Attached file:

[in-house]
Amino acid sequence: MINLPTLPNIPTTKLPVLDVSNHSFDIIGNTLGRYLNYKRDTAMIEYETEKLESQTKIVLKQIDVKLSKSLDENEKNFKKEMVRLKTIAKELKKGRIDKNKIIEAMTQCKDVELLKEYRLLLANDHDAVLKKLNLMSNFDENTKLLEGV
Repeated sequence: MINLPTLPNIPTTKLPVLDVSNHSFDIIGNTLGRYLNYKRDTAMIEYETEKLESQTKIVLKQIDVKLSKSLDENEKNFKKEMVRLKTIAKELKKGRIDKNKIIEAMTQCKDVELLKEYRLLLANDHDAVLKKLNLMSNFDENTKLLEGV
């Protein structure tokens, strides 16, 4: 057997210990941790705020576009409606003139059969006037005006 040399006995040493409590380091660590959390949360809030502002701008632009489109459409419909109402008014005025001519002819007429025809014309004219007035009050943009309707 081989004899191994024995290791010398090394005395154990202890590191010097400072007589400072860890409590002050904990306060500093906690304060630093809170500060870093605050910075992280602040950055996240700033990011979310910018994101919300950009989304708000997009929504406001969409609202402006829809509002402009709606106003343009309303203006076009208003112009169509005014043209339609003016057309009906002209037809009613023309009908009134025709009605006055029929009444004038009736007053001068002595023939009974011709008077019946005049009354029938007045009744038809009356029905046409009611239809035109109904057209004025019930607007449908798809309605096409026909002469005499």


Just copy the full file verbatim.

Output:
[in-house]
Amino acid sequence: MINLPTLPNIPTTKLPVLDVSNHSFDIIGNTLGRYLNYKRDTAMIEYETEKLESQTKIVLKQIDVKLSKSLDENEKNFKKEMVRLKTIAKELKKGRIDKNKIIEAMTQCKDVELLKEYRLLLANDHDAVLKKLNLMSNFDENTKLLEGV
Repeated sequence: MINLPTLPNIPTTKLPVLDVSNHSFDIIGNTLGRYLNYKRDTAMIEYETEKLESQTKIVLKQIDVKLSKSLDENEKNFKKEMVRLKTIAKELKKGRIDKNKIIEAMTQCKDVELLKEYRLLLANDHDAVLKKLNLMSNFDENTKLLEGV
């Protein structure tokens, strides 16, 4: 057997210990941790705020576009409606003139059969006037005006 040399006995040493409590380091660590959390949360809030502002701008632009489109459409419909109402008014005025001519002819007429025809014309004219007035009050943009309707 081989004899191994024995290791010398090394005395154990202890590191010097400072007589400072860890409590002050904990306060500093906690304060630093809170500060870093605050910075992280602040950055996240700033990011979310910018994101919300950009989304708000997009929504406001969409609202402006829809509002402009709606106003343009309303203006076009208003112009169509005014043209339609003016057309009906002209037809009613023309009908009134025709009605006055029929009444004038009736007053001068002595023939009974011709008077019946005049009354029938007045009744038809009356029905046409009611239809035109109904057209004025019930607007449908798809309605096409026909002469005499």